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Hebenstreit: Collaborating to Provide Services for All

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IBA-hebenstreitService has always been important, but in today’s frenetic world, receiving good and prompt service is critical. We stopped in a new restaurant for breakfast the other day (no, I am not trying to compete with Jenny Lukemeyer and Fred Vaiana in the restaurant review business). Everything looked good from the outside, but when we were told that they did not offer crepes for breakfast, only lunch and dinner, it seemed a little odd. But, when their espresso machine was not working, and they could not make any espresso drinks, things started to go downhill pretty quickly. Our server was polite, and I may try it again, but probably not immediately. Service is important.

This year, one of my goals for the IndyBar has been to provide impeccable service to you, the members. Thanks to the hard work of Aubrey Kuchar and the Membership Committee, we are close to our goal of exceeding 5000 members by year end. Hopefully the new members have joined because of what we offer to them and the long time members still believe they get good value for their membership.

With 5000 attorneys as the audience, it takes a variety of services to be of benefit to everyone. Most of our members interact with the IndyBar through the various practice sections. It is natural to associate with those who have common interests and practice areas. It is also the means by which many of us receive our CLE.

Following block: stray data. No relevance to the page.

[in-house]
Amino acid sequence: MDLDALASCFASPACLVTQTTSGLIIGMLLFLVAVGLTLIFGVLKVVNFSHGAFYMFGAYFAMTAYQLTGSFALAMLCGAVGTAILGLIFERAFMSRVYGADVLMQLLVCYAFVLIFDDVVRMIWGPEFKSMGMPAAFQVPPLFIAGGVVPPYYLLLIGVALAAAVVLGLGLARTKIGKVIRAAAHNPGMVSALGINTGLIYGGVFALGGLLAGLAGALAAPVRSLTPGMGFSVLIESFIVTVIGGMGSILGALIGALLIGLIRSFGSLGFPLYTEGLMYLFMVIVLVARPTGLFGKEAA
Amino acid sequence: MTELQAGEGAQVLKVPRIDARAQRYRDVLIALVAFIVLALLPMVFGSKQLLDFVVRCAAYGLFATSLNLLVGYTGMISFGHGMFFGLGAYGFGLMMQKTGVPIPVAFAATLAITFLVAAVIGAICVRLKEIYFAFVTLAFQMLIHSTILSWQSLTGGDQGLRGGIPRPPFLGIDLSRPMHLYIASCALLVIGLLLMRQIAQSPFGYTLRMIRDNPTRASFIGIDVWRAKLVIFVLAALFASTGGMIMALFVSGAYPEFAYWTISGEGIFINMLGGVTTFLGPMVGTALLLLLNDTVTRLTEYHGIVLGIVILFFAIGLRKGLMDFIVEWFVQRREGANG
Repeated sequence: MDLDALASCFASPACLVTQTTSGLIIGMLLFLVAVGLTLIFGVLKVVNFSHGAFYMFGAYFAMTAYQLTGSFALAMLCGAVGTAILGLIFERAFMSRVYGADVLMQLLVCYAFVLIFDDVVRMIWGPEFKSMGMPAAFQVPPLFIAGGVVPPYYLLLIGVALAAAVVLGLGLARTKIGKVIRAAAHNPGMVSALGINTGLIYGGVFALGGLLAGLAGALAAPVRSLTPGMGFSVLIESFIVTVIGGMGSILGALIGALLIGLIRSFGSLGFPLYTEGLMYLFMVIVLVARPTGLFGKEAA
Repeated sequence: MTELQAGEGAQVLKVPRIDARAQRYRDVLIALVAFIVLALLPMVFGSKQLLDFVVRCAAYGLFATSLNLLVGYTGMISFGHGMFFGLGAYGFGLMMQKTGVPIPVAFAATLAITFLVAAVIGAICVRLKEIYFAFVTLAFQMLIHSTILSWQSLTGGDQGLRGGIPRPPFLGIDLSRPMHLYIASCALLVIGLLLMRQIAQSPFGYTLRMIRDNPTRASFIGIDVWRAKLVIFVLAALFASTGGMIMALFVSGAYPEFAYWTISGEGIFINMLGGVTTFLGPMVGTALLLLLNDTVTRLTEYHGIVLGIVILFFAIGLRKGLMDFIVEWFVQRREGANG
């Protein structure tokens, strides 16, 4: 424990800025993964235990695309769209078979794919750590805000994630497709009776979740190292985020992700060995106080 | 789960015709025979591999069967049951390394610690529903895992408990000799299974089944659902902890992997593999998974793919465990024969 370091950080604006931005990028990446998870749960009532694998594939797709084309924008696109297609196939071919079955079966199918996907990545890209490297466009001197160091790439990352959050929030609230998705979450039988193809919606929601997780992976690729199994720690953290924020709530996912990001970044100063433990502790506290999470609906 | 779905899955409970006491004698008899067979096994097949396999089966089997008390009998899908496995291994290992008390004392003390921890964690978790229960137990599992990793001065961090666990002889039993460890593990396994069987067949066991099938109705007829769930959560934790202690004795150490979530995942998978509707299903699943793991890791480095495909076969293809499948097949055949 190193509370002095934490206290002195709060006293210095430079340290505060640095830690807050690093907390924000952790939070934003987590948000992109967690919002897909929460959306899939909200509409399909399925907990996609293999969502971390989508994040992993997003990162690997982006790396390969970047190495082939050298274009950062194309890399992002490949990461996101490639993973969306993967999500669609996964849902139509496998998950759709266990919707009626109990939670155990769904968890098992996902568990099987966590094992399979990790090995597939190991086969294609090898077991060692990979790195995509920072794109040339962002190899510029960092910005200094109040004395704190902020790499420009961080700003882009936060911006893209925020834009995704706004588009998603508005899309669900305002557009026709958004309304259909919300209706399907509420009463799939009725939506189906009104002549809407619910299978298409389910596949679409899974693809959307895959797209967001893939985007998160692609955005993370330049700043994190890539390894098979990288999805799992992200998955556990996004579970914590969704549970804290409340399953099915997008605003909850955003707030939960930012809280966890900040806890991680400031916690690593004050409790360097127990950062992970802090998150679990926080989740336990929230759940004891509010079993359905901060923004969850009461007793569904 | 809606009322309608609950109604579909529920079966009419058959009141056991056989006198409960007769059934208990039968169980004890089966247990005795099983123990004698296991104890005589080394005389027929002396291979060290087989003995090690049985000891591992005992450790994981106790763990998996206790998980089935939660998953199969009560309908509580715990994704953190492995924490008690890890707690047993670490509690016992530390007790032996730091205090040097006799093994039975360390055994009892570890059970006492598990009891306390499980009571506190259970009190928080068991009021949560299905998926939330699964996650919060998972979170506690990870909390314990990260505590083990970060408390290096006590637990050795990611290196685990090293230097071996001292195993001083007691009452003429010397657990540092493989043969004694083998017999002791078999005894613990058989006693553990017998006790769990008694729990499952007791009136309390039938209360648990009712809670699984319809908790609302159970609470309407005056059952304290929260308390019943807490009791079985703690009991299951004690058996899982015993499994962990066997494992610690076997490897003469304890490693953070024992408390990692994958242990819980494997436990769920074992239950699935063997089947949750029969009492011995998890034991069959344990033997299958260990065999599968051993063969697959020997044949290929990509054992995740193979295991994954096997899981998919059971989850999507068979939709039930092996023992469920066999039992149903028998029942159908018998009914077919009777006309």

Every quarter, we have a meeting with all of the Section and Division chairs. The purpose is to learn what other Sections are doing and share ideas. These meetings are quite enlightening. In fact, this year, I asked all chairs to prepare a short report detailing what they had accomplished during the first half of the year. Soon you will receive your electronic copy of those reports. I was astounded at the number of events and CLE seminars hosted by the Sections. All of the Sections have been quite active and busy this year; however there are a few developments that are worth sharing.

The Women and the Law Section decided to host an all day seminar dealing with a variety of issues that are very important and germane to their members. They have secured a nationally recognized expert to be the keynote speaker at the opening dinner on Thursday evening. The following day is filled with a wide variety of substantive sessions taught by an impressive lineup of presenters. This is a major undertaking for a Section.

This year collaboration has been a new and successful tool for providing service to the members. Due to the overlap in practice areas, the Estate Planning & Administration Section planned, and held, a joint event with the Family Law Section. It started with CLE of interest to both groups and then followed with a reception designed to allow the members of each section to interact and network with each other. They are planning on a repeat next year.

In addition to CLE some of the sections have collaborated to serve the public. On September 15th, the second annual Mediation Day will be held. It is a joint effort of the ADR Section and the Pro Bono Section designed to assist lower income and indigent litigants—a benefit to both sections and the general public.